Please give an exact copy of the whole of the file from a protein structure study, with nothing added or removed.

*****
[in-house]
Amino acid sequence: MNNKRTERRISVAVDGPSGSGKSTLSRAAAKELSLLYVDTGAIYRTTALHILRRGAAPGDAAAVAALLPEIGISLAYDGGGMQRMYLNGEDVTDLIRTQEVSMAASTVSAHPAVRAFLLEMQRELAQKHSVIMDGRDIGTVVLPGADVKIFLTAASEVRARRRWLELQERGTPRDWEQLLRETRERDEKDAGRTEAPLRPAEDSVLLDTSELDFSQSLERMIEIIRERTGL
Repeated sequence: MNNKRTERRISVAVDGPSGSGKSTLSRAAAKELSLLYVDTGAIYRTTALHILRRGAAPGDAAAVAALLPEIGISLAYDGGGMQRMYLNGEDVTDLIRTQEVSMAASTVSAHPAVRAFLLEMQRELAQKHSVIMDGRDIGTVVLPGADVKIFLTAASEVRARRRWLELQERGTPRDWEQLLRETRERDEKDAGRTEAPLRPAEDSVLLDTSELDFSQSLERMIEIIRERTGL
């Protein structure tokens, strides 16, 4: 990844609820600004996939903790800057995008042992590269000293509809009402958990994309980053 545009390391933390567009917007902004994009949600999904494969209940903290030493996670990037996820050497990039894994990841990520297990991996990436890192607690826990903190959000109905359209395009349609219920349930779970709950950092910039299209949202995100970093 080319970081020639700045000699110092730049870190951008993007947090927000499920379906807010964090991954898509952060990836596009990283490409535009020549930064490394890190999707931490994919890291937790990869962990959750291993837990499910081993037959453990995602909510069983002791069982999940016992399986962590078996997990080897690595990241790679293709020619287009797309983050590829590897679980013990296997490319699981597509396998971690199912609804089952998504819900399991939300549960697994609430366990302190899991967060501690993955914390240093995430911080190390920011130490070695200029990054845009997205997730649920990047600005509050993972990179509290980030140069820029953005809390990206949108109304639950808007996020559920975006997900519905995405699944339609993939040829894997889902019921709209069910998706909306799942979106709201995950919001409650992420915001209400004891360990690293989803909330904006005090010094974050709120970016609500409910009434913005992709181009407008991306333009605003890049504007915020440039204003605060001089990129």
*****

[in-house]
Amino acid sequence: MNNKRTERRISVAVDGPSGSGKSTLSRAAAKELSLLYVDTGAIYRTTALHILRRGAAPGDAAAVAALLPEIGISLAYDGGGMQRMYLNGEDVTDLIRTQEVSMAASTVSAHPAVRAFLLEMQRELAQKHSVIMDGRDIGTVVLPGADVKIFLTAASEVRARRRWLELQERGTPRDWEQLLRETRERDEKDAGRTEAPLRPAEDSVLLDTSELDFSQSLERMIEIIRERTGL
Repeated sequence: MNNKRTERRISVAVDGPSGSGKSTLSRAAAKELSLLYVDTGAIYRTTALHILRRGAAPGDAAAVAALLPEIGISLAYDGGGMQRMYLNGEDVTDLIRTQEVSMAASTVSAHPAVRAFLLEMQRELAQKHSVIMDGRDIGTVVLPGADVKIFLTAASEVRARRRWLELQERGTPRDWEQLLRETRERDEKDAGRTEAPLRPAEDSVLLDTSELDFSQSLERMIEIIRERTGL
């Protein structure tokens, strides 16, 4: 990844609820600004996939903790800057995008042992590269000293509809009402958990994309980053 545009390391933390567009917007902004994009949600999904494969209940903290030493996670990037996820050497990039894994990841990520297990991996990436890192607690826990903190959000109905359209395009349609219920349930779970709950950092910039299209949202995100970093 080319970081020639700045000699110092730049870190951008993007947090927000499920379906807010964090991954898509952060990836596009990283490409535009020549930064490394890190999707931490994919890291937790990869962990959750291993837990499910081993037959453990995602909510069983002791069982999940016992399986962590078996997990080897690595990241790679293709020619287009797309983050590829590897679980013990296997490319699981597509396998971690199912609804089952998504819900399991939300549960697994609430366990302190899991967060501690993955914390240093995430911080190390920011130490070695200029990054845009997205997730649920990047600005509050993972990179509290980030140069820029953005809390990206949108109304639950808007996020559920975006997900519905995405699944339609993939040829894997889902019921709209069910998706909306799942979106709201995950919001409650992420915001209400004891360990690293989803909330904006005090010094974050709120970016609500409910009434913005992709181009407008991306333009605003890049504007915020440039204003605060001089990129």